Live Blogging the Scholar as Pastor

8:51 – Carson is up, and I’m back online (internet is hit-and-miss up in the auditorium). “It’s not wise to say that every pastor has the gifts and scholarly training… do do major works.” However, he gives a couple of exceptions. For instance, J.I. Packer wrote “Knowing God” in the womb of pastoral ministry… so it’s possible. 

8:53 – Picking up on introduction… there is an evangelical tradition that tells us that we are to love God with our “mind”, with our intellect. Argument goes like this: “love the Lord with all your mind, soul, and strength.” Carson doesn’t think this is entirely valid. In the OT, the gut is the place of emotion. In the OT, the heart is the whole being. Dominant in all that is what you think.

8:57 – What this means is that using our minds in a lazy ways (in relation to God) borders on the blasphemous.  

8:59 – Love of God should never degenerate into mere emotion; it is holistic. There’s plenty of references to mind and 

9:00 – Biblical warnings about how knowledge puffs up doesn’t mean we are to avoid intellectualism. Conversely, saying that loving God with our minds doesn’t not absolve or delude the Biblical mandate of passion. 

9:01 – A word about his own pilgrimage. As an undergrad, he went to Mcgill university. Wanted to pursue Organic Synthesis at Cornell. At this time, he began to observe two kinds of people in chemistry. Those who approached retirement and hated what they did, and those who loved it. He fell in the middle, and wanted out. Entered ministry.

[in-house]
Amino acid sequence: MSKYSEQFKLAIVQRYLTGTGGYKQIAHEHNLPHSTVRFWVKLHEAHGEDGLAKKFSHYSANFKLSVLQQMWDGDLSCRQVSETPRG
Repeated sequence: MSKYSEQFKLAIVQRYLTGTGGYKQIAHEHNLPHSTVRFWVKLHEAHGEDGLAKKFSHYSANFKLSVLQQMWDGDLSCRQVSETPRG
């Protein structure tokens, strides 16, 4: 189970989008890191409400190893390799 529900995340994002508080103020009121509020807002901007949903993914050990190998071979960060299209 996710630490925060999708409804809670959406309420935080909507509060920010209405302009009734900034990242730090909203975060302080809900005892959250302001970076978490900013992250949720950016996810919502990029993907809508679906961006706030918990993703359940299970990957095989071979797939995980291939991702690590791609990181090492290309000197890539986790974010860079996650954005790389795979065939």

9:15 – Internet was out, back up now. Main sermon: scholar as frustrated pastor. Twelve points for them:

9:16 – Point 1: Take steps to avoid becoming a mere quartermaster. They’re the ones that supply the front lines. 

9:20 – Point 2: Beware the seduction of applause… from one of two directions. An academic direction, or a religious direction. This was tempting for him in his training while in England. 

9:29 – Relates a story about how scholars may not get the Gospel at all. You can assent to it and not really know it in the affectional sense.

9:30 – The second direction of applause is your own conservative constituency.

9:31 – Point 3: Fight with every fiber of your being the common dichotomy between objective study of Scripture and devotional reading of Scripture. Don’t stop thinking in devotion, and be passionate and loving towards God in your exegesis.

9:35 – Point 4:  Never forget that it’s about the souls of people who are outside your studies.  

9:37 – Back with the internet, now in the cafe’ downstairs. Took notes on points 3 and 4 during the downtime; will post notes above in a minute.

9:38 – Point 5: Happily recognize that God distributes gifts among scholar-pastors. Some have popularizing skills, some churn out stuff, some have precise skills. We shouldn’t think that we all must be similarly endowed.

9:41 – Point 6: Recognize that students don’t learn everything you teach them. In terms of life long commitment, your students learn what you’re excited about. That’s pretty profound for pastors too. Be excited about that which is of the most fundamental importance. Otherwise, you teach people to undermine that which is most important if you emphasize the wrong thing.

9:43 – First generation assumes the Gospel, second generation marginalizes the Gospel, third generation denies the Gospel. 

9:44 – Point 7: Make the main thing the main thing. Don’t teach people to master the NT, teach them to be mastered by the NT. Don’t just teach them what the passage says, teach them how to find what’s in the passage. 

9:46 – Point 8: Pray and work for a scholarly vision that is beyond the publisher’s. 

9:48 – Point 9: Love the church. The seminaries won’t exist in eternity.

9:49 – Point 10: Avoid lone ranger scholarships. “Reading makes a full man, speaking makes a quick man, writing makes a exact man.”

9:50 – Point 11: Be quick to be interested in the works of others more than your own work.

9:50 – Point 12: Take the work seriously, but not too seriously. Laugh at yourself.

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